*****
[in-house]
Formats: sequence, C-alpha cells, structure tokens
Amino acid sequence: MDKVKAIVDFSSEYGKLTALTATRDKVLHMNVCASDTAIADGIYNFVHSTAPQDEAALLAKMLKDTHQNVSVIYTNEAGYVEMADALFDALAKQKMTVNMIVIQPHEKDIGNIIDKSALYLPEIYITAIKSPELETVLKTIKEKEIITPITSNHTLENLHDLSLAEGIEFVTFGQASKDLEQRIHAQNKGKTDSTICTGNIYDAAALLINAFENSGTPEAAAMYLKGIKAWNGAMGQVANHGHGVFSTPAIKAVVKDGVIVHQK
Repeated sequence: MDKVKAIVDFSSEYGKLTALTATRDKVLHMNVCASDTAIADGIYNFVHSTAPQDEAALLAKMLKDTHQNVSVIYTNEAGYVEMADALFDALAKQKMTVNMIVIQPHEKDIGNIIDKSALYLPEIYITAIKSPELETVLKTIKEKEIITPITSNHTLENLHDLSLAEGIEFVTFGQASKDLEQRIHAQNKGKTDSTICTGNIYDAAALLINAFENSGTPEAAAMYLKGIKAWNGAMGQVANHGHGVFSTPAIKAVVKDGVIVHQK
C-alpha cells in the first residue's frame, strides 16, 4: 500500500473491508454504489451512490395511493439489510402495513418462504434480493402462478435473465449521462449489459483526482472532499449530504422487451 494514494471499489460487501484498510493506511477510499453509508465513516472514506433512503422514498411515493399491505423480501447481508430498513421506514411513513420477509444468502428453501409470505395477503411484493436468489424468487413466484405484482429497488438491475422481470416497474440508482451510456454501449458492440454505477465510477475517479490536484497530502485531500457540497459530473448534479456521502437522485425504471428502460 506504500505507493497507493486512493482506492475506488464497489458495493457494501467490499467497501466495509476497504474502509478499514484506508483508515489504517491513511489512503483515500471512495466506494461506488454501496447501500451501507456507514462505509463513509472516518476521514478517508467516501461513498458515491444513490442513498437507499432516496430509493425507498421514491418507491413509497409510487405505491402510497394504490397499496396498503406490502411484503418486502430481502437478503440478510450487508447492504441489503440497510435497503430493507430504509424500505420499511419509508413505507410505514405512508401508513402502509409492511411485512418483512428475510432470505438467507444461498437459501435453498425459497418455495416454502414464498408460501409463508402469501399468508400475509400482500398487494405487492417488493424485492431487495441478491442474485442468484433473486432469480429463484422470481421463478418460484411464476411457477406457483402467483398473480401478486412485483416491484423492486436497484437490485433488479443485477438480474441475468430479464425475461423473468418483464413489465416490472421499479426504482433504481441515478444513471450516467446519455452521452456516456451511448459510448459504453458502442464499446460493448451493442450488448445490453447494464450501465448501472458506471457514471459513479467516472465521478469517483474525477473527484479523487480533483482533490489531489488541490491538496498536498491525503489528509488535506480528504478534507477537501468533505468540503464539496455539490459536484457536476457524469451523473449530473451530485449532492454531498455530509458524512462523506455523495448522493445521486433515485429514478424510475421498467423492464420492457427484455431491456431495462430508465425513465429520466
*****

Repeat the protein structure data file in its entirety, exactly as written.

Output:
[in-house]
Formats: sequence, C-alpha cells, structure tokens
Amino acid sequence: MDKVKAIVDFSSEYGKLTALTATRDKVLHMNVCASDTAIADGIYNFVHSTAPQDEAALLAKMLKDTHQNVSVIYTNEAGYVEMADALFDALAKQKMTVNMIVIQPHEKDIGNIIDKSALYLPEIYITAIKSPELETVLKTIKEKEIITPITSNHTLENLHDLSLAEGIEFVTFGQASKDLEQRIHAQNKGKTDSTICTGNIYDAAALLINAFENSGTPEAAAMYLKGIKAWNGAMGQVANHGHGVFSTPAIKAVVKDGVIVHQK
Repeated sequence: MDKVKAIVDFSSEYGKLTALTATRDKVLHMNVCASDTAIADGIYNFVHSTAPQDEAALLAKMLKDTHQNVSVIYTNEAGYVEMADALFDALAKQKMTVNMIVIQPHEKDIGNIIDKSALYLPEIYITAIKSPELETVLKTIKEKEIITPITSNHTLENLHDLSLAEGIEFVTFGQASKDLEQRIHAQNKGKTDSTICTGNIYDAAALLINAFENSGTPEAAAMYLKGIKAWNGAMGQVANHGHGVFSTPAIKAVVKDGVIVHQK
C-alpha cells in the first residue's frame, strides 16, 4: 500500500473491508454504489451512490395511493439489510402495513418462504434480493402462478435473465449521462449489459483526482472532499449530504422487451 494514494471499489460487501484498510493506511477510499453509508465513516472514506433512503422514498411515493399491505423480501447481508430498513421506514411513513420477509444468502428453501409470505395477503411484493436468489424468487413466484405484482429497488438491475422481470416497474440508482451510456454501449458492440454505477465510477475517479490536484497530502485531500457540497459530473448534479456521502437522485425504471428502460 506504500505507493497507493486512493482506492475506488464497489458495493457494501467490499467497501466495509476497504474502509478499514484506508483508515489504517491513511489512503483515500471512495466506494461506488454501496447501500451501507456507514462505509463513509472516518476521514478517508467516501461513498458515491444513490442513498437507499432516496430509493425507498421514491418507491413509497409510487405505491402510497394504490397499496396498503406490502411484503418486502430481502437478503440478510450487508447492504441489503440497510435497503430493507430504509424500505420499511419509508413505507410505514405512508401508513402502509409492511411485512418483512428475510432470505438467507444461498437459501435453498425459497418455495416454502414464498408460501409463508402469501399468508400475509400482500398487494405487492417488493424485492431487495441478491442474485442468484433473486432469480429463484422470481421463478418460484411464476411457477406457483402467483398473480401478486412485483416491484423492486436497484437490485433488479443485477438480474441475468430479464425475461423473468418483464413489465416490472421499479426504482433504481441515478444513471450516467446519455452521452456516456451511448459510448459504453458502442464499446460493448451493442450488448445490453447494464450501465448501472458506471457514471459513479467516472465521478469517483474525477473527484479523487480533483482533490489531489488541490491538496498536498491525503489528509488535506480528504478534507477537501468533505468540503464539496455539490459536484457536476457524469451523473449530473451530485449532492454531498455530509458524512462523506455523495448522493445521486433515485429514478424510475421498467423492464420492457427484455431491456431495462430508465425513465429520466